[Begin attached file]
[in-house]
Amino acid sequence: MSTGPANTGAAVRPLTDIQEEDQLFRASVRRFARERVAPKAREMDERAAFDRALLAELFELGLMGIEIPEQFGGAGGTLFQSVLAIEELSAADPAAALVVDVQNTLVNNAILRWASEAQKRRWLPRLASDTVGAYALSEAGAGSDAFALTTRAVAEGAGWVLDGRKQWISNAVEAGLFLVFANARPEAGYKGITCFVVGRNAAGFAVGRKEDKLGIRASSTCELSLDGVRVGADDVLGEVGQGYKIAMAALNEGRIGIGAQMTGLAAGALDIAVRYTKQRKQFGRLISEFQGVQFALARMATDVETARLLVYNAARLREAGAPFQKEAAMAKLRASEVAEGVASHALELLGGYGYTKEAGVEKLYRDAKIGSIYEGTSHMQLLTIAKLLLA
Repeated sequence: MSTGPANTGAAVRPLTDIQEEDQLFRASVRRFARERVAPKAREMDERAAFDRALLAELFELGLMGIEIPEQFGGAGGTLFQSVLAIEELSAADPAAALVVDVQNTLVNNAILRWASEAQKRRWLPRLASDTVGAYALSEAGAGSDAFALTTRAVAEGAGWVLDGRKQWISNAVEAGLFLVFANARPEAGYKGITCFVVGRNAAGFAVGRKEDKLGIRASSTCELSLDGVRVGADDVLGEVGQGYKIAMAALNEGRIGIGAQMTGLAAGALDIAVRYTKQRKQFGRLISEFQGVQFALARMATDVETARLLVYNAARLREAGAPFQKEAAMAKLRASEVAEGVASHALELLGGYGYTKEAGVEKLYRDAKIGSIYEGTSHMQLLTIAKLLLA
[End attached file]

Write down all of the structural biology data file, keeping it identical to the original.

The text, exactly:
[in-house]
Amino acid sequence: MSTGPANTGAAVRPLTDIQEEDQLFRASVRRFARERVAPKAREMDERAAFDRALLAELFELGLMGIEIPEQFGGAGGTLFQSVLAIEELSAADPAAALVVDVQNTLVNNAILRWASEAQKRRWLPRLASDTVGAYALSEAGAGSDAFALTTRAVAEGAGWVLDGRKQWISNAVEAGLFLVFANARPEAGYKGITCFVVGRNAAGFAVGRKEDKLGIRASSTCELSLDGVRVGADDVLGEVGQGYKIAMAALNEGRIGIGAQMTGLAAGALDIAVRYTKQRKQFGRLISEFQGVQFALARMATDVETARLLVYNAARLREAGAPFQKEAAMAKLRASEVAEGVASHALELLGGYGYTKEAGVEKLYRDAKIGSIYEGTSHMQLLTIAKLLLA
Repeated sequence: MSTGPANTGAAVRPLTDIQEEDQLFRASVRRFARERVAPKAREMDERAAFDRALLAELFELGLMGIEIPEQFGGAGGTLFQSVLAIEELSAADPAAALVVDVQNTLVNNAILRWASEAQKRRWLPRLASDTVGAYALSEAGAGSDAFALTTRAVAEGAGWVLDGRKQWISNAVEAGLFLVFANARPEAGYKGITCFVVGRNAAGFAVGRKEDKLGIRASSTCELSLDGVRVGADDVLGEVGQGYKIAMAALNEGRIGIGAQMTGLAAGALDIAVRYTKQRKQFGRLISEFQGVQFALARMATDVETARLLVYNAARLREAGAPFQKEAAMAKLRASEVAEGVASHALELLGGYGYTKEAGVEKLYRDAKIGSIYEGTSHMQLLTIAKLLLA